One man who did have confidence in him was George Edward Stanhope Molyneux Herbert, the fifth Earl of Carnarvon, also known as Lord Carnarvon. Although he was the principle excavator, after having an accident in a newly invented machine - the automobile, his health began to fail him. He knew Carter would be able to accomplish a lot more than he could due to his failing health. He then appointed Carter to lead the excavations.
Due to Carter's hard work, he was appointed Principle Artist to the Egyptian Exploration Fund, where they began excavating at the burial place of Queen Hatshepsut. The knowledge he acquired during this project helped him earn respect, which led him to being offered the job of First Chief Inspector General of Monuments in Upper Egypt. He was placed in charge of the excavation along the Nile Valley.
Archaeologist: Howard Carter
Howard Carter and King Tut
Carter's most famous find was one that he was uncertain truly existed. Fortunately for him, and all of us, Lord Carnarvon supported his belief that the Valley of the Kings still held an undiscovered tomb, despite that all former excavators abandoned the area, because they believed nothing else was left to be discovered.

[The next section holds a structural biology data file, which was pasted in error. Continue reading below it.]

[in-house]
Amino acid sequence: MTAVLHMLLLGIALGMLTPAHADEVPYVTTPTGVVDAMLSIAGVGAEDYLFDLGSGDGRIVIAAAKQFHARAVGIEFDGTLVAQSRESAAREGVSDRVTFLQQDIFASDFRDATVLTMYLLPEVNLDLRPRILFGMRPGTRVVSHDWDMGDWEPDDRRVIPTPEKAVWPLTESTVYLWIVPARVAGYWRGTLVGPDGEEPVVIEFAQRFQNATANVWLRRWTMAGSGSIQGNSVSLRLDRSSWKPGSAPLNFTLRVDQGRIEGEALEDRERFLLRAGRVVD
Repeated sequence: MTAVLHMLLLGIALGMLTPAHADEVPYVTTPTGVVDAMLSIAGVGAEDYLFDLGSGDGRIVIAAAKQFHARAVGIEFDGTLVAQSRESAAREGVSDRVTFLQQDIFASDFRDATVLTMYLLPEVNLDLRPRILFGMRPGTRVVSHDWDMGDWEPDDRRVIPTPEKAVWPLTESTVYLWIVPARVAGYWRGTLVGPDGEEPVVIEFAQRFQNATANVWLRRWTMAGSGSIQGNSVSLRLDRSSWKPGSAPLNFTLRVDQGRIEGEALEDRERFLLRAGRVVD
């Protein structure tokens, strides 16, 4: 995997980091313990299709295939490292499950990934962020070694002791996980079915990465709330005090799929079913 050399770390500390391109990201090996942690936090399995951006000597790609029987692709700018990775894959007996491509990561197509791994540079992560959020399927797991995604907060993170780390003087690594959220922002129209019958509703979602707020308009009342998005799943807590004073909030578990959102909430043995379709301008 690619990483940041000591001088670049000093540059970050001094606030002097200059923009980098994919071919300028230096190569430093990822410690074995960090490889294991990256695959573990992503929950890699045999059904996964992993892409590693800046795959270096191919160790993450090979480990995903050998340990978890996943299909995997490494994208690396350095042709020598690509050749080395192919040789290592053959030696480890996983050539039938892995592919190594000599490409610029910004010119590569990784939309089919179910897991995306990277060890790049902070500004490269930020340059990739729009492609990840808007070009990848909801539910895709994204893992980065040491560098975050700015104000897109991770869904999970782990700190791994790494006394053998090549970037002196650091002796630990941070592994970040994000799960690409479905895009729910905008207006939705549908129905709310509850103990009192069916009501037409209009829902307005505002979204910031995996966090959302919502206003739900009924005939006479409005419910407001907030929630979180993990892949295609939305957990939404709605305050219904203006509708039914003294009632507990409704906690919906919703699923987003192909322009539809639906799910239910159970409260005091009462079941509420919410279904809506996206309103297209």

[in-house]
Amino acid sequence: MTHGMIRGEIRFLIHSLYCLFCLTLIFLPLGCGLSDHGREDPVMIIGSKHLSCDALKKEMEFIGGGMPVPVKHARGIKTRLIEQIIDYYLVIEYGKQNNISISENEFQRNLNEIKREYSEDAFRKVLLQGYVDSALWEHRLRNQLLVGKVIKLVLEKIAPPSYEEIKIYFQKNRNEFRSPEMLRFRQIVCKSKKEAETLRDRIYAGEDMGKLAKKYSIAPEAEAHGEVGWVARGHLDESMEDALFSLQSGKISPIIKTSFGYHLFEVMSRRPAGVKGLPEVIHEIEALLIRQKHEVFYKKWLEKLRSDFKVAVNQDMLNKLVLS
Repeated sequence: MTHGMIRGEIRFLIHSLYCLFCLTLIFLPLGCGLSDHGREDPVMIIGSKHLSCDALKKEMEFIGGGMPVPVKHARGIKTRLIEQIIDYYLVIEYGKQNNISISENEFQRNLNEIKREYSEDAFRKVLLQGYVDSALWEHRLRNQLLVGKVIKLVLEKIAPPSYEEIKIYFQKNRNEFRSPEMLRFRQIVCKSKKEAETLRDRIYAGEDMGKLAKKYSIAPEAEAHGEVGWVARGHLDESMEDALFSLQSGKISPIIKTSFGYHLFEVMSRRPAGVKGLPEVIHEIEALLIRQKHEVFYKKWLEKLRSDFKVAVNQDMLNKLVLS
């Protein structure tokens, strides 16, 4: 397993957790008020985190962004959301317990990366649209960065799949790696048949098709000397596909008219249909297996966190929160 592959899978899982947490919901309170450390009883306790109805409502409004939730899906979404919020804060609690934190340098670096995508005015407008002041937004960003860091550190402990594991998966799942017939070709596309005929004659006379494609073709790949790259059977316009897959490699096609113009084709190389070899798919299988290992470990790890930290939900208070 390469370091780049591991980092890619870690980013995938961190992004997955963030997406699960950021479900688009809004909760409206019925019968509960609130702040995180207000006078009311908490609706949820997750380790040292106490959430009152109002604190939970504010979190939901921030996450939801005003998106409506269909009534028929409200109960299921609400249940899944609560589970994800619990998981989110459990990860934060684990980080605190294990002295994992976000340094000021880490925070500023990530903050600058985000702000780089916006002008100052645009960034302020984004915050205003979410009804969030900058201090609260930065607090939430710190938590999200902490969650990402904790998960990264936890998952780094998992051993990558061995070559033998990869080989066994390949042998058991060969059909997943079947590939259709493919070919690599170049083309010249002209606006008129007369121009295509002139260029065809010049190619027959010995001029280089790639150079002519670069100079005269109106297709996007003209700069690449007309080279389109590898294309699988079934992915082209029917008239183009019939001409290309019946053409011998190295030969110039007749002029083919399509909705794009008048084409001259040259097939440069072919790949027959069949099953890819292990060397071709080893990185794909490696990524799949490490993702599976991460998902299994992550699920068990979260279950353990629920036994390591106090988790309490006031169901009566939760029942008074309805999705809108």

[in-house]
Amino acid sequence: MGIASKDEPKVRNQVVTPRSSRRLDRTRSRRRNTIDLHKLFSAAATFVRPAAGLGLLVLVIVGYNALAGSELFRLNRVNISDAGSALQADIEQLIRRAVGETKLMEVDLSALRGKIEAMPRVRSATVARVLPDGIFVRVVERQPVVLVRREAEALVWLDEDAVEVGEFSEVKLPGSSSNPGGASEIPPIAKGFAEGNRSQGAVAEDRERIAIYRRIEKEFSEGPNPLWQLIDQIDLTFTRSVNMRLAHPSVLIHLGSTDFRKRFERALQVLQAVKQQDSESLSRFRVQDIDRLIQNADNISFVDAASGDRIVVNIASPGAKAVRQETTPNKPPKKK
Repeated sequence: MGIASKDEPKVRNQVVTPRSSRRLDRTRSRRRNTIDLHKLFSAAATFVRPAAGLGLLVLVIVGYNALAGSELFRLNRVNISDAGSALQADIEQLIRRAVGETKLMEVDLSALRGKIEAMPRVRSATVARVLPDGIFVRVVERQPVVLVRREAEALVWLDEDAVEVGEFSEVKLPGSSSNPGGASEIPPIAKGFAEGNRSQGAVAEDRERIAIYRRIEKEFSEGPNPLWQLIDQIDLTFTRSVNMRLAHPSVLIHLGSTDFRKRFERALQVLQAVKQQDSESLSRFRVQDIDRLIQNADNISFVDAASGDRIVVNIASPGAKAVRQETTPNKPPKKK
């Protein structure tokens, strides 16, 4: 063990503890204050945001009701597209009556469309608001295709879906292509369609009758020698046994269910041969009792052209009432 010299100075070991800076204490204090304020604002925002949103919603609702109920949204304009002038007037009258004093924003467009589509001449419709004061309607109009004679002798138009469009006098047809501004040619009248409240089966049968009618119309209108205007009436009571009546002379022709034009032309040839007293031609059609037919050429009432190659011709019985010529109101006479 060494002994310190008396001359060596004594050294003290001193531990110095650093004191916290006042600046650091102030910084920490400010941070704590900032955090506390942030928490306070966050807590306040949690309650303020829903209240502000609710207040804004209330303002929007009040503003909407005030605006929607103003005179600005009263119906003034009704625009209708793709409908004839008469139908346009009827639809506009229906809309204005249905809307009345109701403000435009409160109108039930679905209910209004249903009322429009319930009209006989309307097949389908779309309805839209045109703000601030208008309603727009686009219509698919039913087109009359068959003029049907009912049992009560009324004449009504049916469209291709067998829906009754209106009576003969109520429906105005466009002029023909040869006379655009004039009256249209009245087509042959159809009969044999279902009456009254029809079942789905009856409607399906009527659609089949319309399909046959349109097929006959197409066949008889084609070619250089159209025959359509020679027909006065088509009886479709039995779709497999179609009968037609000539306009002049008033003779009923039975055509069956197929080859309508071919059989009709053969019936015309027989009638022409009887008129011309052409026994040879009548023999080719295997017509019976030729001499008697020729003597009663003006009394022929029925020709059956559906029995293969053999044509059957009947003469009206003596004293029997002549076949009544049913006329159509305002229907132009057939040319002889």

Carter had been working for 31 years as an archaeologist in Egypt when he finally uncovered the legendary tomb in November 1922. He had decided this would be his final season as an archaeologist. Four days into his final season on November 4th, he uncovered a step that had been cut into a stone. By the following day, they had found eleven more, which led to a blocked entrance. Even in his writings, he seemed certain he was stumbling on a big find noting it to be from the Eighteenth Dynasty. He hoped it would be significant, such as a tomb of a king. Little did he know what was coming.